Series Vs. Parallel Automation
The alternative to series automation is a "parallel" or what Toyota Research Institute (TRI) call a "Guardian" system. Parallel systems have barely entered the thinking of an automotive sector trapped within the prison of the SAE automation level definitions. Parallel systems are the opposite of series; they restore the relationship of the driver to driving by forcing hand/eye engagement and limiting the user's ability to make mistakes. If current series systems are like Wall-E chairs that work some of the time, future parallel systems put us all in Iron Man suits.
#WouldYouLikeToKnowMore? Here you go.
What is the perfect car of the future, after all? The perfect car of the future is self-driving when we allow it, and—if and when we choose to take the wheel—won’t let us harm anyone else. That perfect car requires two things we don't yet have on the ground: universal autonomy/self-driving, and parallel automation. Broadly, it would include an Airbus-type system: series automation (autopilot) and parallel automation (flight envelope protections). An Airbus won't let you exceed the limits of the airframe. Why should a car let you steer into a wall?
What about autonomy? Safety requires clarity. If a car requires a human operator or external control anywhere, it's not autonomous, it's automated. Until that arrives, let's call things what they are, and focus on problems we can solve.
How can we seriously attack the half-life of danger until parallel systems and universal autonomy/self-driving arrive? I see at least three options at this time, although there may be others:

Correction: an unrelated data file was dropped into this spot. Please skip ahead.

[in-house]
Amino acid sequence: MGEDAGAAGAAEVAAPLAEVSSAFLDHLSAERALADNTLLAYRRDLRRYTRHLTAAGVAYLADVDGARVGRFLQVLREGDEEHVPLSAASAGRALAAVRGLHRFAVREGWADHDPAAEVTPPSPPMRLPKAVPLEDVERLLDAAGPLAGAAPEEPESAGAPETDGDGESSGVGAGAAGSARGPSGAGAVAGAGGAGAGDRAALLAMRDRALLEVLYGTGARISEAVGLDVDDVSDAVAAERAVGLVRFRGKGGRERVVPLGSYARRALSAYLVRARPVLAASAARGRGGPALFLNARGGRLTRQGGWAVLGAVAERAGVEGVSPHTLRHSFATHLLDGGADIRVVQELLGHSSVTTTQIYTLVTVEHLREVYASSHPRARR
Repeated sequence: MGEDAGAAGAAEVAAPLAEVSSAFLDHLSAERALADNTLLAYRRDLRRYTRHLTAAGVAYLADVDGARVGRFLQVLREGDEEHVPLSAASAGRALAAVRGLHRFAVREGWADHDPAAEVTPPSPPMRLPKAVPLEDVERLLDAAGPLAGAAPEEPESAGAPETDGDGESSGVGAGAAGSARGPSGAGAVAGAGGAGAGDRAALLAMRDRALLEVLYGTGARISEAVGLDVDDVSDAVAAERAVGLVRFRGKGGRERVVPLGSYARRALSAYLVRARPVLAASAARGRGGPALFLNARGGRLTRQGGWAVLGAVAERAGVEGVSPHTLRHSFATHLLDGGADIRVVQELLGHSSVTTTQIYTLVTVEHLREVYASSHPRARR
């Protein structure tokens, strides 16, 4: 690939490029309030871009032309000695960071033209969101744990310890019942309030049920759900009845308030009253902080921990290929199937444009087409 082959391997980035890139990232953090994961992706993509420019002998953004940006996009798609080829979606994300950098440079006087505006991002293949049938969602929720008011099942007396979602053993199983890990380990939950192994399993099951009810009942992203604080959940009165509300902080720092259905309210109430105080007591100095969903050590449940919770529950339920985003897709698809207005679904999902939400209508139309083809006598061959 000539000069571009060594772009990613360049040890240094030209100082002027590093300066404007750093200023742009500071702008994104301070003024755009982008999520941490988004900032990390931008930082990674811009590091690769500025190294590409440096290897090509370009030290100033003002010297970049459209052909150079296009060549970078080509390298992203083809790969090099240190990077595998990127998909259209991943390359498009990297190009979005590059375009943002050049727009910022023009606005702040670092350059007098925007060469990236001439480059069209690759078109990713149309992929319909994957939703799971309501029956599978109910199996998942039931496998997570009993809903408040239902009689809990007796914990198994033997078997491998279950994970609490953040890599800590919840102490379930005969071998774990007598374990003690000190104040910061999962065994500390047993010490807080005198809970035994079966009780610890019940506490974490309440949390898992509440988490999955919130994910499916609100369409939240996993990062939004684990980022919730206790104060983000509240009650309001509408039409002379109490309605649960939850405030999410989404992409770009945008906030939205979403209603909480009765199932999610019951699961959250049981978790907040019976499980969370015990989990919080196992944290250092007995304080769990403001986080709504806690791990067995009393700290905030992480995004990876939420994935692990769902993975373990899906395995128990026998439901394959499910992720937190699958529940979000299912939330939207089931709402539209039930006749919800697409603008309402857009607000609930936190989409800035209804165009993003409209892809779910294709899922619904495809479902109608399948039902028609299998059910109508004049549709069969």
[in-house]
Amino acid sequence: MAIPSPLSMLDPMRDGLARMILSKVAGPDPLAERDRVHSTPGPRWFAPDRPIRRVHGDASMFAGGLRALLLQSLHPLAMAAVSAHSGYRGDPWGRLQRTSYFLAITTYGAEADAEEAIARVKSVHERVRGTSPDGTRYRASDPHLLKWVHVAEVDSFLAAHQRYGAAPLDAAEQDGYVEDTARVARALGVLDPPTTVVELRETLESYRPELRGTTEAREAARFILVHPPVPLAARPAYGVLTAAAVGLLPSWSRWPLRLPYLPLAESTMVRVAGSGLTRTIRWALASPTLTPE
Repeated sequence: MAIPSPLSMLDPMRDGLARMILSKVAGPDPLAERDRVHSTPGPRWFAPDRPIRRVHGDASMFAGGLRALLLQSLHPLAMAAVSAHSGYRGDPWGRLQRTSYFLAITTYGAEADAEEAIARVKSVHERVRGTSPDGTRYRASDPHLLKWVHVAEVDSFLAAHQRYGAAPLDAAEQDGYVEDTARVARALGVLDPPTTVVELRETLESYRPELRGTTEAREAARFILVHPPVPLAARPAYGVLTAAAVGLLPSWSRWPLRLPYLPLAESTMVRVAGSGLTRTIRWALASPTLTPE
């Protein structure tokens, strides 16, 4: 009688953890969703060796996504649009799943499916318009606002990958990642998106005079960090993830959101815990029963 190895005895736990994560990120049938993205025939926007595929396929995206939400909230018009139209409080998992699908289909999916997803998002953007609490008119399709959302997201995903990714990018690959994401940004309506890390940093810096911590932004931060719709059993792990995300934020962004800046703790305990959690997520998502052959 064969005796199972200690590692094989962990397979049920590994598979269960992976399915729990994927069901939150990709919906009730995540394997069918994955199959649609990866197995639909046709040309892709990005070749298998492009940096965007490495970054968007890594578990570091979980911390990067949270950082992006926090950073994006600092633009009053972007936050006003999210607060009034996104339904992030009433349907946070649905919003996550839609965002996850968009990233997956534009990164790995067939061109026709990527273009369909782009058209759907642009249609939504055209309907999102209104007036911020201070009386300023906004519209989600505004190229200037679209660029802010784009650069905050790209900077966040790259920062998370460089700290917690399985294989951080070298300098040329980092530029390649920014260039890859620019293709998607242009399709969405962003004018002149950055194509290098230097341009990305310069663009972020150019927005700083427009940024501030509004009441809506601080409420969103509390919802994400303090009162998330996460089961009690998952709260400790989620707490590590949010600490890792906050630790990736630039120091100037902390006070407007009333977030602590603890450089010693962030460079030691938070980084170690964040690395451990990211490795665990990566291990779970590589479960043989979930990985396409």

- Ban all active lane keeping, and therefore Autopilot, SuperCruise and any other emergent systems. No one will like this except regulators and Luddites.
- Mandate geofencing of all series automation to low density, separated highways a la SuperCruise. Tesla could easily do this via wireless update, but who is to say where to place those geofences? Even the excellent SuperCruise works some places it shouldn't.
- Mandate Driver Monitoring Systems, to include both camera and capacitive touch, therefore banning Autopilot until hardware improvements arrive. Tesla and their investors and owners will hate this. Cadillac? I'm not sure they've sold enough SuperCruise equipped cars to care.
Or we can do nothing and suffer through the same clickbait and hand-wringing over and over until the next crash. And the next one. I'd rather not.
Alex Roy is the founder of the Human Driving Association, Editor at The Drive, Host of The Autonocast, co-host of /DRIVE on NBC Sports and author of The Driver, and has set numerous endurance driving records, including the infamous Cannonball Run record. You can follow him on Facebook, Twitter and Instagram.